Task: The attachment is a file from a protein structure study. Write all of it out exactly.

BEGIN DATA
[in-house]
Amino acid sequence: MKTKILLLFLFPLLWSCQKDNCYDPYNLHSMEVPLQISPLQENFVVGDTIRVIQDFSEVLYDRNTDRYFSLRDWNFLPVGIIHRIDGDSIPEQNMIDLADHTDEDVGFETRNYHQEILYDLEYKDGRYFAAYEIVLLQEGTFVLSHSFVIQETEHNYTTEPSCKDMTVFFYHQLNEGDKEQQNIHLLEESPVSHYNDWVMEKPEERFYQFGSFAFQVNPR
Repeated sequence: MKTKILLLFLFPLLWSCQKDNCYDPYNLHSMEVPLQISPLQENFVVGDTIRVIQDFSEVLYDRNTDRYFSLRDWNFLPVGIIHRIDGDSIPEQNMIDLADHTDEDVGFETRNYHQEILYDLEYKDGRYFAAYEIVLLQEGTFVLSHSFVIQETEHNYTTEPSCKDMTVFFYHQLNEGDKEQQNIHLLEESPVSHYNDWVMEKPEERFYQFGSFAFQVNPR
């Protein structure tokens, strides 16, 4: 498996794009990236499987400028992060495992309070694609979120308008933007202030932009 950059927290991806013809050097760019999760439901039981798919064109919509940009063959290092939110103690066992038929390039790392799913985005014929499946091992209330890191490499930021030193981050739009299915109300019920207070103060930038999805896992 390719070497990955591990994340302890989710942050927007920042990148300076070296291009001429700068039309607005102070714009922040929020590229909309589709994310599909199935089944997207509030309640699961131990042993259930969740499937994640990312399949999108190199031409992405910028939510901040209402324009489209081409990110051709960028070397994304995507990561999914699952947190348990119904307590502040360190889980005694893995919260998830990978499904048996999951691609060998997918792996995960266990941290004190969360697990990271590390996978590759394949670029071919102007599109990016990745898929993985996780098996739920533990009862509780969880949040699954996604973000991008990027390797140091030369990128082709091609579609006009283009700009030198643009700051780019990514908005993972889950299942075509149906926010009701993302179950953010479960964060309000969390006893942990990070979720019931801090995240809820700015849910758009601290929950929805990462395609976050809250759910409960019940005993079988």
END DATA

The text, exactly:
[in-house]
Amino acid sequence: MKTKILLLFLFPLLWSCQKDNCYDPYNLHSMEVPLQISPLQENFVVGDTIRVIQDFSEVLYDRNTDRYFSLRDWNFLPVGIIHRIDGDSIPEQNMIDLADHTDEDVGFETRNYHQEILYDLEYKDGRYFAAYEIVLLQEGTFVLSHSFVIQETEHNYTTEPSCKDMTVFFYHQLNEGDKEQQNIHLLEESPVSHYNDWVMEKPEERFYQFGSFAFQVNPR
Repeated sequence: MKTKILLLFLFPLLWSCQKDNCYDPYNLHSMEVPLQISPLQENFVVGDTIRVIQDFSEVLYDRNTDRYFSLRDWNFLPVGIIHRIDGDSIPEQNMIDLADHTDEDVGFETRNYHQEILYDLEYKDGRYFAAYEIVLLQEGTFVLSHSFVIQETEHNYTTEPSCKDMTVFFYHQLNEGDKEQQNIHLLEESPVSHYNDWVMEKPEERFYQFGSFAFQVNPR
């Protein structure tokens, strides 16, 4: 498996794009990236499987400028992060495992309070694609979120308008933007202030932009 950059927290991806013809050097760019999760439901039981798919064109919509940009063959290092939110103690066992038929390039790392799913985005014929499946091992209330890191490499930021030193981050739009299915109300019920207070103060930038999805896992 390719070497990955591990994340302890989710942050927007920042990148300076070296291009001429700068039309607005102070714009922040929020590229909309589709994310599909199935089944997207509030309640699961131990042993259930969740499937994640990312399949999108190199031409992405910028939510901040209402324009489209081409990110051709960028070397994304995507990561999914699952947190348990119904307590502040360190889980005694893995919260998830990978499904048996999951691609060998997918792996995960266990941290004190969360697990990271590390996978590759394949670029071919102007599109990016990745898929993985996780098996739920533990009862509780969880949040699954996604973000991008990027390797140091030369990128082709091609579609006009283009700009030198643009700051780019990514908005993972889950299942075509149906926010009701993302179950953010479960964060309000969390006893942990990070979720019931801090995240809820700015849910758009601290929950929805990462395609976050809250759910409960019940005993079988």